Sony Xperia Arc

So the most striking thing about the Xperia Arc is that it's running Android 2.3 gingerbread. Outside of the Nexus S, this is the first other device we've seen running google's latest smartphone OS, and what's even more surprising is that the Xperia Arc is running it atop a 1 GHz Qualcomm MSM8255 instead of Samsung Hummingbird like the Nexus S (which is essentially the reference platform for Android 2.3). The whole thing felt very snappy and responsive on the Xperia Arc, and we ran a couple of browser benchmarks on the Arc just to confirm our suspicions, screenshots of which are in the gallery below. 

The Arc is visually striking, deriving its namesake from the concave curved backside which is 8.7 mm thick at its thinnest point. The unfortunate downside for the Arc is that the material is fingerprint-magnet plastic just like the Galaxy S and Nexus S - it feels slippery in the hands and looks it too. That said, it's hard to really gauge everything in just a few minutes time, and the Arc does impress. The other curious bit is that there are only three of the four android buttons on the Arc's face - back, home, and menu. Search is curiously absent.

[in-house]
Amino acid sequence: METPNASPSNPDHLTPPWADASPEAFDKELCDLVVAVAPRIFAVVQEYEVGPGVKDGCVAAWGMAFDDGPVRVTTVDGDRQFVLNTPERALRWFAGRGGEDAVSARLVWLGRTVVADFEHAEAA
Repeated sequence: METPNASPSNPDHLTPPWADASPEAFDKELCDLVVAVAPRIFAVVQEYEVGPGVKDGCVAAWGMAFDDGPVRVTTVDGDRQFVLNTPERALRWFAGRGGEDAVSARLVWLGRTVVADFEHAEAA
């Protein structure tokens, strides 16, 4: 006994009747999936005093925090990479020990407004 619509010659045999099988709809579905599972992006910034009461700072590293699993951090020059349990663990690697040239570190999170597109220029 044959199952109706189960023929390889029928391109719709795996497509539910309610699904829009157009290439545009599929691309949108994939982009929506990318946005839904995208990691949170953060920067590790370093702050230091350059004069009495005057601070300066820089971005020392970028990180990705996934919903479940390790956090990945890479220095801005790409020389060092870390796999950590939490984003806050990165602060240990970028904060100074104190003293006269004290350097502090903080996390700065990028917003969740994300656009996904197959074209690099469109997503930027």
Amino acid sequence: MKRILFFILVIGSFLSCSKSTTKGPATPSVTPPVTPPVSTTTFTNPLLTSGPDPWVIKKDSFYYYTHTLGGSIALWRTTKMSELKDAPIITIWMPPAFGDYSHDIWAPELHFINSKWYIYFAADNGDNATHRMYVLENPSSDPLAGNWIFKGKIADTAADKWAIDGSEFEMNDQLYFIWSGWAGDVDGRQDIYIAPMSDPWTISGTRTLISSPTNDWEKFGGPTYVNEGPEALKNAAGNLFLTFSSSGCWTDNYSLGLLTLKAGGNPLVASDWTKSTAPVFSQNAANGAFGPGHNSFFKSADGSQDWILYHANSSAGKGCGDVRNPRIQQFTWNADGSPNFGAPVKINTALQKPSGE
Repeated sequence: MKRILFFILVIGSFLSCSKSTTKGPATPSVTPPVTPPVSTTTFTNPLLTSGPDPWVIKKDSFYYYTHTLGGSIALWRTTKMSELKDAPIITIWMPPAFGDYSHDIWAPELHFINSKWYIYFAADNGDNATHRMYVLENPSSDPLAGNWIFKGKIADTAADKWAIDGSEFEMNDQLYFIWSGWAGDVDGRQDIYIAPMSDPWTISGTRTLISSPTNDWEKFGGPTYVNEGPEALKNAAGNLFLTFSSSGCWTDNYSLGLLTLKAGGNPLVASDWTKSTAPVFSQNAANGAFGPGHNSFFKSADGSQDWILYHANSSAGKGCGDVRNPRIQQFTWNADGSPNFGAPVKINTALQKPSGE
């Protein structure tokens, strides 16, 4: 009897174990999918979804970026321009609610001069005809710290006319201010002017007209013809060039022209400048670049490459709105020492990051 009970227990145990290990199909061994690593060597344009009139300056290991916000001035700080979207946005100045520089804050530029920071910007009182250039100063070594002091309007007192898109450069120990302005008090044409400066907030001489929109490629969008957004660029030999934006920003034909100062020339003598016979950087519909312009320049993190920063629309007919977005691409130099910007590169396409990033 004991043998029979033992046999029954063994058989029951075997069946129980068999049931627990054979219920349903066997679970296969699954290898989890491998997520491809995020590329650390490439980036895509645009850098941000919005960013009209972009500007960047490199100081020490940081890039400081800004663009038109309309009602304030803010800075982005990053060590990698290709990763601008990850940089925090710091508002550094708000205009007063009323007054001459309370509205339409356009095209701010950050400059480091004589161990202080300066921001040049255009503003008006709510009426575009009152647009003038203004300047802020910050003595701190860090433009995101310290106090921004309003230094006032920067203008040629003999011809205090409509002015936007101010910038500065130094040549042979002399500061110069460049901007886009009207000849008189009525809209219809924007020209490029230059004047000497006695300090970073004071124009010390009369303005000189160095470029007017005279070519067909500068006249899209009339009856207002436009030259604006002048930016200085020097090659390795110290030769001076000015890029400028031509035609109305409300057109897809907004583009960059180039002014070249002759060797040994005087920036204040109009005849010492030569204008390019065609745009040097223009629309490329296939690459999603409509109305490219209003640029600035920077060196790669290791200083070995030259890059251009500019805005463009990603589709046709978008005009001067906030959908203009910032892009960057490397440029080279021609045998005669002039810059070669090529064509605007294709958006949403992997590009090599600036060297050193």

Sony is taking a nod from Apple (though it seems everyone is this CES) by giving its display a brand name. Sony calls its admittedly bright 4.2" TFT-LCD a "Reality Display" and claims it has some secret sauce from Sony's BRAVIA TV heritage which improves quality. I'm not entirely sure what that actually entails, but the display indeed seemed bright and vivid, and viewing angles were good.

Similarly, the camera CMOS in the Arc is Sony's own backside-illuminated Exmor R, and is coupled with their own f/2.4 optical system. We didn't get time to test out the camera, but it'll be interesting to see how Sony's own in-house camera silicon compares to the stuff we've seen from OmniVision being installed in nearly every other smartphone.

Sony Xperia Arc
SoC 1 GHz MSM8255 (45 nm Snapdragon)
GPU Adreno 205
RAM 512 MB
NAND 8 GB microSD
Camera 8.1 MP, Autofocus with LED flash, 720P Video Recording